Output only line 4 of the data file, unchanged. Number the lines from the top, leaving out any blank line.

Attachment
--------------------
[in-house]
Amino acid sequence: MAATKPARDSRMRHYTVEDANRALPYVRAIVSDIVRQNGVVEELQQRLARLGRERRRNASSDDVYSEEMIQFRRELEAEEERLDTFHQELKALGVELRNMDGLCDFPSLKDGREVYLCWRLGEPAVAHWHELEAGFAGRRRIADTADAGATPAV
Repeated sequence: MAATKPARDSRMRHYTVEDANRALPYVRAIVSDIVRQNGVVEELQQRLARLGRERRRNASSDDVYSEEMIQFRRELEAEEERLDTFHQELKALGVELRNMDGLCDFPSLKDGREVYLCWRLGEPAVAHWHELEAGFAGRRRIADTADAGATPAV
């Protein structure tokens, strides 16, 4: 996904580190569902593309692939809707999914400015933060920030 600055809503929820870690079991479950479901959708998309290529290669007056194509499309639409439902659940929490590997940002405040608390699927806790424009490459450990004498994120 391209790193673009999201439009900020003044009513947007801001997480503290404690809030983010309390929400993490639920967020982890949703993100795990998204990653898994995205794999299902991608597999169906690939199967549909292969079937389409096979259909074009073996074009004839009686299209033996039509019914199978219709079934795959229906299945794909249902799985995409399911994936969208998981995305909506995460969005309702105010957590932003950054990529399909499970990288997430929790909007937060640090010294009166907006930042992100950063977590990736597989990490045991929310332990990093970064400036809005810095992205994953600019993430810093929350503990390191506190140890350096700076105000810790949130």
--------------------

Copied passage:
């Protein structure tokens, strides 16, 4: 996904580190569902593309692939809707999914400015933060920030 600055809503929820870690079991479950479901959708998309290529290669007056194509499309639409439902659940929490590997940002405040608390699927806790424009490459450990004498994120 391209790193673009999201439009900020003044009513947007801001997480503290404690809030983010309390929400993490639920967020982890949703993100795990998204990653898994995205794999299902991608597999169906690939199967549909292969079937389409096979259909074009073996074009004839009686299209033996039509019914199978219709079934795959229906299945794909249902799985995409399911994936969208998981995305909506995460969005309702105010957590932003950054990529399909499970990288997430929790909007937060640090010294009166907006930042992100950063977590990736597989990490045991929310332990990093970064400036809005810095992205994953600019993430810093929350503990390191506190140890350096700076105000810790949130």